The key centres in each State/Territory are:
Quite often Authors will provide online courses and resources, like ebooks, via their own websites and jus as often those resources will be uniquely to the genre the author writes in. So it’s always a good idea to check out the websites of your fave writers to see what gems can be glistened. Natasha Lester, Allison Tait and of course, Pamela Cook, are perfect examples of this.
A good mentor is one of the best tools you can have in your arsenal as a writer, as emerging author, Rae Cairns, reiterates with great passion in episode 4 of the podcast. Describing the importance of her 2 mentors to getting where she is today. Kel attributes her recent accomplishments to the support and guidance of brilliant and inspiring mentors, the most important of which has been Pam and Pam is lucky enough to experience the mass benefits of mentoring from both sides of the fence – as a mentor and a mentoree.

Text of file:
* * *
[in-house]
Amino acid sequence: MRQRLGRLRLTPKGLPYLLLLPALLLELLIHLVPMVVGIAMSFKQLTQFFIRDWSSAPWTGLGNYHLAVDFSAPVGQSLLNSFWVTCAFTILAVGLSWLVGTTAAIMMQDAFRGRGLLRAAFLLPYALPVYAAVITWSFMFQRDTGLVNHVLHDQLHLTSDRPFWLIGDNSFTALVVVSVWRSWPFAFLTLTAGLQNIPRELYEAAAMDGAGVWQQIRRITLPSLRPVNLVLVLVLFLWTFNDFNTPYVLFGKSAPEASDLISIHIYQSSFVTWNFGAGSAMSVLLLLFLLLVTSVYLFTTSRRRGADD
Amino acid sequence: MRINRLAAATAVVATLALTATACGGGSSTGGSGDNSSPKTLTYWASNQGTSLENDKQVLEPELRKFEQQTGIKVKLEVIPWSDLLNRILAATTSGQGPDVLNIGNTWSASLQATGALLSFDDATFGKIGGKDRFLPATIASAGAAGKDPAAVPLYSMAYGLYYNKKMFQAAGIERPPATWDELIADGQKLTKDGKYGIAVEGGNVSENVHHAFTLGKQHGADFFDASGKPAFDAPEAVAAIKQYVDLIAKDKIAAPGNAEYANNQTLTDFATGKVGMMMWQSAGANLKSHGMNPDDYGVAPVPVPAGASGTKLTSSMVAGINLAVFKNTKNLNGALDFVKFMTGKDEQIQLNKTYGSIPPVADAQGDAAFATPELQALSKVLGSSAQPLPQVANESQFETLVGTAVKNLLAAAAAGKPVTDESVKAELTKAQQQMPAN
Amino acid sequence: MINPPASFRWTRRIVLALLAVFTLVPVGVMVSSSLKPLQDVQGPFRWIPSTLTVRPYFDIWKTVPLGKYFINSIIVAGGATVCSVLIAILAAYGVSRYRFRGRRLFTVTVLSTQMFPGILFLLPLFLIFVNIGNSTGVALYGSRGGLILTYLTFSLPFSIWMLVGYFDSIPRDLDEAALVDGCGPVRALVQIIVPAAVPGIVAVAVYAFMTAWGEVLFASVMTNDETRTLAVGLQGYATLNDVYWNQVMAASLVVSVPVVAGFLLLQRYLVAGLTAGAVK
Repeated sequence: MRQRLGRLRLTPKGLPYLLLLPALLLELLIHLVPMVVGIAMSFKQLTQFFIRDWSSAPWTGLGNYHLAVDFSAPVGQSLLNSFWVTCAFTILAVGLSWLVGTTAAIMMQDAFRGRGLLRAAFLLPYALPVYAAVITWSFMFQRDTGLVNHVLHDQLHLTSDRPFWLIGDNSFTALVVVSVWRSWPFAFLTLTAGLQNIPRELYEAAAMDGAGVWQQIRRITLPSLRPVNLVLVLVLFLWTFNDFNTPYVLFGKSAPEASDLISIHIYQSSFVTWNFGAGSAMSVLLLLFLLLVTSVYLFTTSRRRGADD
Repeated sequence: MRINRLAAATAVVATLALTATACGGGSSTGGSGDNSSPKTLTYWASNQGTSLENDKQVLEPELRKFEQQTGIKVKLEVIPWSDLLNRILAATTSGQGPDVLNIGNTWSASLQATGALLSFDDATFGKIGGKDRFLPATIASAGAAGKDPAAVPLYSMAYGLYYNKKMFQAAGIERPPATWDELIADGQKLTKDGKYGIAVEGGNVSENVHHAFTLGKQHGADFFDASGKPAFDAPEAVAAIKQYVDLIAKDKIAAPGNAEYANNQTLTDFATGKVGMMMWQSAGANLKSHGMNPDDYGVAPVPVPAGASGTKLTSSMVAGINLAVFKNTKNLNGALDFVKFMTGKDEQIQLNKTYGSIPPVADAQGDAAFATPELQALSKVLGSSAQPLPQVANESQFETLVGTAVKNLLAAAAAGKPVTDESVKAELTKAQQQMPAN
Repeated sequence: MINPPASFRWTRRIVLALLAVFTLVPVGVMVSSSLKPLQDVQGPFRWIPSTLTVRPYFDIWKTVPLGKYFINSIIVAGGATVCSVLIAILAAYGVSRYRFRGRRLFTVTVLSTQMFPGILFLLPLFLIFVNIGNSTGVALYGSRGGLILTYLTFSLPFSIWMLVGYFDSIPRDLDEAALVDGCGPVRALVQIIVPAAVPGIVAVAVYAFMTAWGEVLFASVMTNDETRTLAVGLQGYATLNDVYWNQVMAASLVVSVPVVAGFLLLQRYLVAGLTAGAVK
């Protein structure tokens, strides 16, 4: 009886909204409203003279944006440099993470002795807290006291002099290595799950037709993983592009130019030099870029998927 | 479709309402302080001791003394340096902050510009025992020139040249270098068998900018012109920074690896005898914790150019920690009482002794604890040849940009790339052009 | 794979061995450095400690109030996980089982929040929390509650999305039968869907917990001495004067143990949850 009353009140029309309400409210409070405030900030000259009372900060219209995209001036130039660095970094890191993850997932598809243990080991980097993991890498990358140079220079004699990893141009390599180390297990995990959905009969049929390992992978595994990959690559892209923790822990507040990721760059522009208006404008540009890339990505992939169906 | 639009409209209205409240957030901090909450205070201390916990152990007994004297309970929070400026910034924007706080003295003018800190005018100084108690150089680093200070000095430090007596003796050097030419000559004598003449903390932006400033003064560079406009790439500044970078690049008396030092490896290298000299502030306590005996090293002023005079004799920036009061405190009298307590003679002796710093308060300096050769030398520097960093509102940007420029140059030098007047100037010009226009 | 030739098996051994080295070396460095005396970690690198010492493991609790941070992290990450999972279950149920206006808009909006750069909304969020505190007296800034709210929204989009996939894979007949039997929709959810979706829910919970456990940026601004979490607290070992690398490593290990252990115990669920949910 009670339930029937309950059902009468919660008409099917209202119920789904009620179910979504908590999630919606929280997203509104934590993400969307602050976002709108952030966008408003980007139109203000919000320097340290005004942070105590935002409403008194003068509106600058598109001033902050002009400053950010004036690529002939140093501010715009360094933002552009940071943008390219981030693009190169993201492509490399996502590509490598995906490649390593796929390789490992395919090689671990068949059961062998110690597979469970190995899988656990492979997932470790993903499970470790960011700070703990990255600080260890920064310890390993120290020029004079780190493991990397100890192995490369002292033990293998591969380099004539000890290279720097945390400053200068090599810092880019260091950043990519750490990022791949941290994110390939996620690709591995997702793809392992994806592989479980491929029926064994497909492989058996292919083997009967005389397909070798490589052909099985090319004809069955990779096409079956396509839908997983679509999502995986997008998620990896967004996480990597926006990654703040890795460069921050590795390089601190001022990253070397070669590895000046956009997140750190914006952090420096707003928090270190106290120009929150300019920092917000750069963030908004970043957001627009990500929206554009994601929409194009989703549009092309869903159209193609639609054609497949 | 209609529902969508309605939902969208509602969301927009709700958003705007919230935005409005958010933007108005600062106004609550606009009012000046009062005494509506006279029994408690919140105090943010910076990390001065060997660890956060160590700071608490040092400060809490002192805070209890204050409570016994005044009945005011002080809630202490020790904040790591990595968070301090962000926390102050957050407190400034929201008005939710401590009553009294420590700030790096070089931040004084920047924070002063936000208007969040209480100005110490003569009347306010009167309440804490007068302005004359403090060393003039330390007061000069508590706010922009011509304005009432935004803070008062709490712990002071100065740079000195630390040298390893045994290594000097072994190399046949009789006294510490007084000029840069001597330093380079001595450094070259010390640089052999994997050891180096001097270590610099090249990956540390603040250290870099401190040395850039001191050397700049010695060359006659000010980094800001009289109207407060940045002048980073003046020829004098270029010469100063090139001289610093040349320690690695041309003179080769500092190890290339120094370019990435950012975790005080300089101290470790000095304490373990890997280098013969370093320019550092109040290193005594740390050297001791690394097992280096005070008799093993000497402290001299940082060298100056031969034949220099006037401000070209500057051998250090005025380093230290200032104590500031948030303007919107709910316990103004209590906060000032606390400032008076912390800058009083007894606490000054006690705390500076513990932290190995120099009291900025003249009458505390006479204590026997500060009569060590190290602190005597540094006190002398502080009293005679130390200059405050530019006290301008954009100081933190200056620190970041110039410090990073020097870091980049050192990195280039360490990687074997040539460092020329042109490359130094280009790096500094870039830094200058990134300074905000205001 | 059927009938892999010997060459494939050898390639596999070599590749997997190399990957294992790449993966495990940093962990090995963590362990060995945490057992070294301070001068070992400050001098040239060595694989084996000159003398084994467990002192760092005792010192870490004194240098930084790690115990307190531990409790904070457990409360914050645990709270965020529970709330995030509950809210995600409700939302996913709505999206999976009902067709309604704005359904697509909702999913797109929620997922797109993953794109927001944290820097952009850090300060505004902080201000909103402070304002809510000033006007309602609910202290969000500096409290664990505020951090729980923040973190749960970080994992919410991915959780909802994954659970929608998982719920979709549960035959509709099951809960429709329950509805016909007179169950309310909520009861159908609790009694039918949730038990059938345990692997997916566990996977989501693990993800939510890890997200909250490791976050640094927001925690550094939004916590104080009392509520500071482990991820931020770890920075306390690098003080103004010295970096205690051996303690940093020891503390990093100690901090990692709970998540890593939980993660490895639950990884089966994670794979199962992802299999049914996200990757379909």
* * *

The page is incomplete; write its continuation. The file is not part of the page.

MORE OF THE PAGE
There are no set rules about when to get a mentor, it is really up to you but as Pam said in the podcast, it is most valuable when you have something to work with and mould. The early stages of writing the first draft are more like a coaching and encouragement process than true mentoring and as mentors can get quite expensive to hire, it is best to engage them when they can be of most benefit and that is usually once that first draft has been done. Which does make coaching, writing bootcamps and things like Nanowrimo are good alternatives to splashing out on a mentor right out of the gate.
The top 5 things to consider when selecting a mentor are:
Do they and their area of specialisation fit with the genre you are writing in? It is important the mentor can relate to what you are trying to create because they themselves have successfully done so.
Do you click? Mentoring is a relationship and it involves a great deal of vulnerability and trust. If you don’t get each other, get on or feel comfortable around each other then it just isn’t going to work because you won’t be open to what they have to say. You want someone you respect, trust and feel comfortable with. You want to know they are passionate about you and your work.